The House of the Spirits

What is the importance of Rosa in this book?

After all, she’s barely in the book, and yet her influence seems to permeate the entire story.

Asked by
Last updated by Aslan
Answers 1
Add Yours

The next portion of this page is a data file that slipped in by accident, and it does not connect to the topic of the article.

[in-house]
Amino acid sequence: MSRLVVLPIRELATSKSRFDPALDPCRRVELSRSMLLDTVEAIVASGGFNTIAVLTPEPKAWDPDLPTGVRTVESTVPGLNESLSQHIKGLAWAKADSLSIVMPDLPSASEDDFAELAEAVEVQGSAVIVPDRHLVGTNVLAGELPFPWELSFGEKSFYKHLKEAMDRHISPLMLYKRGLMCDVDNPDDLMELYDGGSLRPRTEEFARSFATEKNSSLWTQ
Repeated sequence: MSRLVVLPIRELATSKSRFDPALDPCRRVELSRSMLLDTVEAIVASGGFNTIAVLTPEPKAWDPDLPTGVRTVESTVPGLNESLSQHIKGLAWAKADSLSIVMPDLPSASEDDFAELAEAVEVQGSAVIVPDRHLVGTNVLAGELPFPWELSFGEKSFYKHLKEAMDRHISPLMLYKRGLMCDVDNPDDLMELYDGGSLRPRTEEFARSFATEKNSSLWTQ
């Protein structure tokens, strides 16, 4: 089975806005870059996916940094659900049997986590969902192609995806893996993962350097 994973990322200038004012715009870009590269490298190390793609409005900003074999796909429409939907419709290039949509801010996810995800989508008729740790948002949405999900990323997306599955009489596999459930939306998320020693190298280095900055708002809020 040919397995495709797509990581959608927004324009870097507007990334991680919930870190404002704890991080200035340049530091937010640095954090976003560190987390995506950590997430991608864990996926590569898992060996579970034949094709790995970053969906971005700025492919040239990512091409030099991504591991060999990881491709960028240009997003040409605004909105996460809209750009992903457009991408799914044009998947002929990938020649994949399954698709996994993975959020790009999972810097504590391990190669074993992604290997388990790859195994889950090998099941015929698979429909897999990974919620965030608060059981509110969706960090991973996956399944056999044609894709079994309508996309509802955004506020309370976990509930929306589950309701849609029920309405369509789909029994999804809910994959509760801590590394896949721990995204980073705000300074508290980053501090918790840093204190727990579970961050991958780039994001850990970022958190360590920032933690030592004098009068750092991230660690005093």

Also known as "Rosa the Beautiful," she is Clara's older sister and Esteban Trueba's original love and fiancé. She is born with a mermaid-like beauty, with green hair and luminescent eyes and skin. She dies in place of her father, Severo del Valle, from poisoned brandy left by his political adversaries. Years after her death, Esteban Trueba illegally exhumes her corpse and buries it alongside Clara's. The short story of Rosa the Beautiful gives us a first insight into the unusual, mystical qualities that surround the novel's main characters. Rosa is born looking like a mermaid, a creature of fantasy. The fact that she is born with her ethereal traits makes it clear that an otherworldly nature is ingrained in the characters, not just visited upon them. Rosa's story also introduces the theme of violence and suffering. In the world of the novel, "sorrow, blood, and love" are inseparable and interdependent. Accordingly, Esteban Trueba's first love is surrounded by death, both his lover's and his mother's. In the same vein, Rosa's beauty is marred by the violence of her autopsy and subsequent molestation by the assistant. Rosa's death marks the first time in the novel that one family member pays for another's crimes. Rosa dies in place of Severo, killed by his political adversaries. Later in the novel, Esteban García will rape Alba to avenge his own grandmother's rape by Esteban Trueba - a cycle of love and violence that Alba understands will continue for eternity.